I have come to realize that my microwave is the most optimistic of my appliances. “ENJOY YOUR MEAL!” scrolls across its screen to remind me that I put something in there. I can’t actually think of a time when I have cooked a meal in the microwave. I’ve heated up leftovers. I’ve popped popcorn. But primarily, I use it to heat up the milk that I froth for my coffee every morning.
I was 6 when my grandfather bought my mother our first microwave. It was a Panasonic, and about the size of our regular oven. It wasn’t quite as cool as the one he bought for Grandma, hers spoke the words on the screen, but we still thought it was marvelous!
Grandpa was an early adopter of the microwave, which didn’t really start to become popular until the mid-eighties. He bought it out of concern for my mom, who had three children, and was going back to work. This timesaving complex of technology would make her domestic life easier by cooking all of her meals faster than other conventional methods. Grandpa was thoughtful and kind and generous, but he did have distinct ideas about gender roles, so reminding my dad that he would have to pick up some of the slack would never occur to him.
In the newness of this technology, there were lots of theories about reducing exposure to the “radiation” it emitted: “Don’t stand too close to it!” “Don’t stare at the light!” “Let the signal (five beeps for a Panasonic) finish before taking out your food!” I paid no attention to those warnings, because I loved to watch the food turning around and around and around, cooking in what looked like no more than a box with a light in it. Maybe that microwave oven is the reason I only stand 5’4”…
Our first Panasonic remained a part of our family for at least 15 years, which is more than could be said for our pets! I think it was still working when we threw it out (oh yes, tossed it curbside into the regular garbage), but the faux wood paneling on the sides were losing their appeal, and as always, newer versions were touted as much more efficient and less of a health risk.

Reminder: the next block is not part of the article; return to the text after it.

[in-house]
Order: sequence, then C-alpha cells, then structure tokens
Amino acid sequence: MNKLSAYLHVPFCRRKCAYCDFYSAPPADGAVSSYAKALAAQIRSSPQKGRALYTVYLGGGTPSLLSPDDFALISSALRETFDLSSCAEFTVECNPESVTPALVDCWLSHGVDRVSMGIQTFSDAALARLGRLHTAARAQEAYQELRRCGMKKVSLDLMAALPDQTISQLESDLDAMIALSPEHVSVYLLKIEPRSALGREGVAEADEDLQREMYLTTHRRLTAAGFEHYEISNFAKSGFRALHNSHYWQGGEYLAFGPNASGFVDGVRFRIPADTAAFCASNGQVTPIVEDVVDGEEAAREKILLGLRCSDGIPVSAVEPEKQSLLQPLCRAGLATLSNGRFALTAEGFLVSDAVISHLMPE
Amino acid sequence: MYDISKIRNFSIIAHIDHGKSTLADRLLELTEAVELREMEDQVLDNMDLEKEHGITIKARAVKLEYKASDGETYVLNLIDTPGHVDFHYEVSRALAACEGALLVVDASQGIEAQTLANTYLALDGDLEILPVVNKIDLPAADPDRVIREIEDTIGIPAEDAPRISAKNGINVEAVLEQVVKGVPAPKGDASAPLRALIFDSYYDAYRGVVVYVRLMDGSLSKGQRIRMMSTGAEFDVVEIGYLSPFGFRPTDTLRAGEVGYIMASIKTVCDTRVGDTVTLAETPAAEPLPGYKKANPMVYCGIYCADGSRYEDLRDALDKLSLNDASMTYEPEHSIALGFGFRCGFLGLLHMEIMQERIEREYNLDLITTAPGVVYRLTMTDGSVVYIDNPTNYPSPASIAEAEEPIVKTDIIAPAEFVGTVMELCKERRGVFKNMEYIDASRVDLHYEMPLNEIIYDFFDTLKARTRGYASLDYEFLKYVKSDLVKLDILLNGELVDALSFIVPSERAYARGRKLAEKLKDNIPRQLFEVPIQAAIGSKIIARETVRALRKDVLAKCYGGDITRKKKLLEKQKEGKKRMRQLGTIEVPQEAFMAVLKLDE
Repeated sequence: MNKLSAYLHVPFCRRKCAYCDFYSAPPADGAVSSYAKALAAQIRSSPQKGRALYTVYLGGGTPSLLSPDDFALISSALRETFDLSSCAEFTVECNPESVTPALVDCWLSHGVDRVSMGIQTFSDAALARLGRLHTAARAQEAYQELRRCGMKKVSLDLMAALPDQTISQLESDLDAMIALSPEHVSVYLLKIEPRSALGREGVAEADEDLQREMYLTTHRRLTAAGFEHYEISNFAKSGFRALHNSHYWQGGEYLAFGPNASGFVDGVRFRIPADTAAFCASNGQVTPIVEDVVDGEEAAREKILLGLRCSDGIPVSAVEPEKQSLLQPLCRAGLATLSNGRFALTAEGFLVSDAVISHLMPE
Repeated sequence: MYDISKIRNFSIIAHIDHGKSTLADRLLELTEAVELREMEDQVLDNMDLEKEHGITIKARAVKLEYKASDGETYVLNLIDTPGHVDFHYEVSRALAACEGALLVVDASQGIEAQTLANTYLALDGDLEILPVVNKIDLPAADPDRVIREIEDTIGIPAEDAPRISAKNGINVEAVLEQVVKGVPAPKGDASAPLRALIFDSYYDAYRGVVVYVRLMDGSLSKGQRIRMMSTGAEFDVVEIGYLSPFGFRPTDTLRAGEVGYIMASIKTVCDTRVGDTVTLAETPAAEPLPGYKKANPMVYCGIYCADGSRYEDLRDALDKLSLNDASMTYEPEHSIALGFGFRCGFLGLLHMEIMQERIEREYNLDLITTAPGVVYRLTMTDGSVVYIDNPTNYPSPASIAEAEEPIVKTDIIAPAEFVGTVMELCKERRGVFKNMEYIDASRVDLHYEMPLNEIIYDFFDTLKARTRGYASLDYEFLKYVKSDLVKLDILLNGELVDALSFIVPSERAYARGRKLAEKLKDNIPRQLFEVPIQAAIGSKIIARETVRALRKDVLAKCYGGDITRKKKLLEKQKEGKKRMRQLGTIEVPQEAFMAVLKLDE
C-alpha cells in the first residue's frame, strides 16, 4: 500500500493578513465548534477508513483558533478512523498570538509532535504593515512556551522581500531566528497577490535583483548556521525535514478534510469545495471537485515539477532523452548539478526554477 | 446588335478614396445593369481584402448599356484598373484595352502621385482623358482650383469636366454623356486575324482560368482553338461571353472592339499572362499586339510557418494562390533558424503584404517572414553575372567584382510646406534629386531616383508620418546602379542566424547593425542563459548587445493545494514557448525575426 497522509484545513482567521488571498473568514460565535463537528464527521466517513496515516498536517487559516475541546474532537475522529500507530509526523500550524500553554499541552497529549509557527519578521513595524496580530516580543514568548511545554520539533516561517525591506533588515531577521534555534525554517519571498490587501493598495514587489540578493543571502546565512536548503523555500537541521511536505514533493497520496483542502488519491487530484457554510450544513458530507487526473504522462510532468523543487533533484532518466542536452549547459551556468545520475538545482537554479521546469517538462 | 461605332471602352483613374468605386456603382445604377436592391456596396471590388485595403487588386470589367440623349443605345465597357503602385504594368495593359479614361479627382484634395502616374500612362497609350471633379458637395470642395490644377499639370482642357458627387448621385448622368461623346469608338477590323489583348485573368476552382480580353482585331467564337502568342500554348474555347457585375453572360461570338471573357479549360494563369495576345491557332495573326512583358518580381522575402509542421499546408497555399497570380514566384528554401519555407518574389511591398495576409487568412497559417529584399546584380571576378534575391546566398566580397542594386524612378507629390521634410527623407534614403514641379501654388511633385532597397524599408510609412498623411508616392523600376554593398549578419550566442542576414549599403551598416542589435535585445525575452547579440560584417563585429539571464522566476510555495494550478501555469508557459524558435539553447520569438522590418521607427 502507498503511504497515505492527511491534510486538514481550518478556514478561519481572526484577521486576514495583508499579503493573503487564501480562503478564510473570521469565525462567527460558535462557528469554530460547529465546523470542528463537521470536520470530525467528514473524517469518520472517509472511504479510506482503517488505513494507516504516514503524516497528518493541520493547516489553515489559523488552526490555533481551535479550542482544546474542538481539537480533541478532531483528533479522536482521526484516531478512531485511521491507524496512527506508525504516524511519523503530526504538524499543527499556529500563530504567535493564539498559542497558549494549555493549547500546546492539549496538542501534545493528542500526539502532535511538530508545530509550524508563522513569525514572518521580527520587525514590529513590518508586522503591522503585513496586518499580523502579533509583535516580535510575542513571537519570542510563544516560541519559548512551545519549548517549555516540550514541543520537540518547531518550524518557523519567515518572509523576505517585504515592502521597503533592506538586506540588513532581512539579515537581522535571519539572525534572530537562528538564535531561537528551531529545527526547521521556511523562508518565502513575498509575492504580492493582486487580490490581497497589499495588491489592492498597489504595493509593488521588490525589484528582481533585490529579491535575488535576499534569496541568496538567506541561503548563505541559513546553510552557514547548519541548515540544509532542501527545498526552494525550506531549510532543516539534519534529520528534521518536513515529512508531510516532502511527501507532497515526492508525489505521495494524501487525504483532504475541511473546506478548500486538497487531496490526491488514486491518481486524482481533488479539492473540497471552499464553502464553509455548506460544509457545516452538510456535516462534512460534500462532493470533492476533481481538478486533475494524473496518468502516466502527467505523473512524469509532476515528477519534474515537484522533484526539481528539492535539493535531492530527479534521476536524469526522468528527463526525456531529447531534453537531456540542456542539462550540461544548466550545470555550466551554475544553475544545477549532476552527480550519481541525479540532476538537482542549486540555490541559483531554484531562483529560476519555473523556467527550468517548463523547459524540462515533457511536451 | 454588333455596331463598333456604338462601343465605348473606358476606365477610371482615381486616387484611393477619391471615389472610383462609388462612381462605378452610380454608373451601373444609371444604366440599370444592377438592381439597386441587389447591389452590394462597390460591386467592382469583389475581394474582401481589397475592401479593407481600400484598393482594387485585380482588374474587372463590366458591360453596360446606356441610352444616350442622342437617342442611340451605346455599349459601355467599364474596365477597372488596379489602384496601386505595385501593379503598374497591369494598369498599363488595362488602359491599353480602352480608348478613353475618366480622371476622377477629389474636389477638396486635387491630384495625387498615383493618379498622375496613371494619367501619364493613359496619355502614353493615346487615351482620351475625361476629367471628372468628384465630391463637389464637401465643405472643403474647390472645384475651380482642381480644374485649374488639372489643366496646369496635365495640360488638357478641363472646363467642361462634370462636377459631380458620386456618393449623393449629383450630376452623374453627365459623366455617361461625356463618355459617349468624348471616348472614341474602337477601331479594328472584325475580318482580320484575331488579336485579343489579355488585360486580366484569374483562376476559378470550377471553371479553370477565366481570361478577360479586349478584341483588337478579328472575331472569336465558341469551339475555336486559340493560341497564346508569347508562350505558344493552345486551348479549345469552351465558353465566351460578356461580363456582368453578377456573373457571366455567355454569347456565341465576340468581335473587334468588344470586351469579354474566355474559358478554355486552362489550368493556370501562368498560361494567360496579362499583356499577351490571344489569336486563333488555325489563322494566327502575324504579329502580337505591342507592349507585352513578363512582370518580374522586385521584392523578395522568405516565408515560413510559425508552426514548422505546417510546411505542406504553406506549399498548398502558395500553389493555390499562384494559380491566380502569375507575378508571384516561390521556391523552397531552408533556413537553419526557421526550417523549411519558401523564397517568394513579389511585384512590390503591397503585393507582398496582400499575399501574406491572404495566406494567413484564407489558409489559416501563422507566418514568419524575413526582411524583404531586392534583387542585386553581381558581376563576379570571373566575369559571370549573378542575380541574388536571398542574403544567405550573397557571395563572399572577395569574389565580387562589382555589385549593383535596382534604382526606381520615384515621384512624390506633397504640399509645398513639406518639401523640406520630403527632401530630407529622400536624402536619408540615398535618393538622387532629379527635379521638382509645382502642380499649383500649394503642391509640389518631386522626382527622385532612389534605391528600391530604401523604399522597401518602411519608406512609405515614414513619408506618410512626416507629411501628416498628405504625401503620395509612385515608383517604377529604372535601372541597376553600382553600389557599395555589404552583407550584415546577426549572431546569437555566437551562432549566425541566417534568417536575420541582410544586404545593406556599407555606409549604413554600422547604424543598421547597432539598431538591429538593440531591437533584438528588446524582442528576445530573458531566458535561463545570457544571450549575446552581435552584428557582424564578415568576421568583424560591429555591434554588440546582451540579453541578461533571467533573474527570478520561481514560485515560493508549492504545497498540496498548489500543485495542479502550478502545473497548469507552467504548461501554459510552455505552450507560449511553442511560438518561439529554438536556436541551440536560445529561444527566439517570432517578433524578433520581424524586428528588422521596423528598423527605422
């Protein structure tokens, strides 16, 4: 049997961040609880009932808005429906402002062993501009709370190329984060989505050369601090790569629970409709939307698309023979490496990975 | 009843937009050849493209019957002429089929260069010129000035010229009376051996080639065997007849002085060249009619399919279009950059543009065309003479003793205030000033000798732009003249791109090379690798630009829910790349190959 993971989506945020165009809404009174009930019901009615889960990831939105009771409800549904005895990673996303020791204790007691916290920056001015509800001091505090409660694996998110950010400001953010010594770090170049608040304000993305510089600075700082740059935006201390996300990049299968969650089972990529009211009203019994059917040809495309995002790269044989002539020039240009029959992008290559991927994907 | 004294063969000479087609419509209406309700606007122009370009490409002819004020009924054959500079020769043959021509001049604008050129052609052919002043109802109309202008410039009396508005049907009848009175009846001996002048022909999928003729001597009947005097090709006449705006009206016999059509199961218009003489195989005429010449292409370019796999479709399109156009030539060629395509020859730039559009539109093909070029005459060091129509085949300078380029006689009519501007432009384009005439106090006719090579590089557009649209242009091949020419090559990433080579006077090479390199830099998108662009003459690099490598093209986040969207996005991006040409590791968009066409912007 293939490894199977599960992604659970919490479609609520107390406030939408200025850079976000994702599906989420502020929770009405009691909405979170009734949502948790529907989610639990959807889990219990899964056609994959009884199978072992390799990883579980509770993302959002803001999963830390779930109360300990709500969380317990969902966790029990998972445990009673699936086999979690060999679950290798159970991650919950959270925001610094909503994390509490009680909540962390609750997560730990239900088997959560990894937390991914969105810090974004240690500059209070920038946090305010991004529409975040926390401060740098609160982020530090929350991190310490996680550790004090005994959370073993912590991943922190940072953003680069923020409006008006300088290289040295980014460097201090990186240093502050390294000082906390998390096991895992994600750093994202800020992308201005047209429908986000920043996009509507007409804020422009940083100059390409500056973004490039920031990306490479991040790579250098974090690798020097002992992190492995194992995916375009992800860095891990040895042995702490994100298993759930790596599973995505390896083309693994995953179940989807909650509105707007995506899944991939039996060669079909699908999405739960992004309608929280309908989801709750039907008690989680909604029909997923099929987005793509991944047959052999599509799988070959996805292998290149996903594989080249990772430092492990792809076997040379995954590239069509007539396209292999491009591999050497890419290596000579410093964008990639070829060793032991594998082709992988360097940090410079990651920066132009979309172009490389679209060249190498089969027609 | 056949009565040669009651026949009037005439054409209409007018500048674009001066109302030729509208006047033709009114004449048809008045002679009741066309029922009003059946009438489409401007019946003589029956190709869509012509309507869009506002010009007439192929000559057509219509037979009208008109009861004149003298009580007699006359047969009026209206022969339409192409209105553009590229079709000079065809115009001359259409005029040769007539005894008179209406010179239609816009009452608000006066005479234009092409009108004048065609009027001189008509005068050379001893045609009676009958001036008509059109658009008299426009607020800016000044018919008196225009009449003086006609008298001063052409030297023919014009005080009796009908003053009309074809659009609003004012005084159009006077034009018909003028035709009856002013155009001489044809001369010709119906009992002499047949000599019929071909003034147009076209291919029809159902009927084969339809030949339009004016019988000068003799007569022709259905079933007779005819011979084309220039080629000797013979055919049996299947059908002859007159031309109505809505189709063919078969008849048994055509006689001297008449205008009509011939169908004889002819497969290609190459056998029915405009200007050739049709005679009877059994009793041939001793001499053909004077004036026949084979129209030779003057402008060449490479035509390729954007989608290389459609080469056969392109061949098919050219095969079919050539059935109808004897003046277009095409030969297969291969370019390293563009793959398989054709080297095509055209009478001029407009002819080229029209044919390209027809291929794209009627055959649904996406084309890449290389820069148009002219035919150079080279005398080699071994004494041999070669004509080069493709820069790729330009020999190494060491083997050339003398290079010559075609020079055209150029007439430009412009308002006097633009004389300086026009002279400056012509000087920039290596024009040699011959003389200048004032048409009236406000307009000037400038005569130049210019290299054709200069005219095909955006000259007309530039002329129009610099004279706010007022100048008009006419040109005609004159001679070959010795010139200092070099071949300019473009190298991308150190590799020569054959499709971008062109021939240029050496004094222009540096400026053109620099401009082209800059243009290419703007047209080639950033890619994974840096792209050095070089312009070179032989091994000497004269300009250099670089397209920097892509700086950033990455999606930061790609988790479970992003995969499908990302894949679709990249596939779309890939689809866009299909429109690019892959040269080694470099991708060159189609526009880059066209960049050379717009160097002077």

Microwave enthusiasts have developed thousands of recipes, and like many cult-like followers before them, have produced cookbooks that can apparently turn anyone into a gourmet chef, even me. Seriously, try Googling “microwave crème broulé.” The first recipe I found was a “low-fuss version [that] doesn’t take itself seriously (www.chow.com),” clearly evident by the coffee mug the “chef” used to cook and present the delicacy. The microwave can apparently do anything, even in a coffee mug!
To be clear though, when I describe my microwave as optimistic, I’m not confusing optimism with positivism. While it’s true that welcoming me and wishing me well every time I push a set of buttons is indeed a very positive interaction (for which I thank my Panasonic every morning), that is not the aspect I am describing. What I mean is, I think it’s sweet that microwave manufacturers still hope against hope that I am cooking a meal in their little box that has a light in it and a platter that turns all by itself.
This realization has been cathartic for me. It is reminiscent of the “Little Engine that Could.” Now, every morning while I wait for my milk to heat up in just a “Quick Min,” I think I can do anything! I just have to think like a microwave manufacturer.
BEEP BEEP BEEP BEEP BEEP
Live within limits without limiting life
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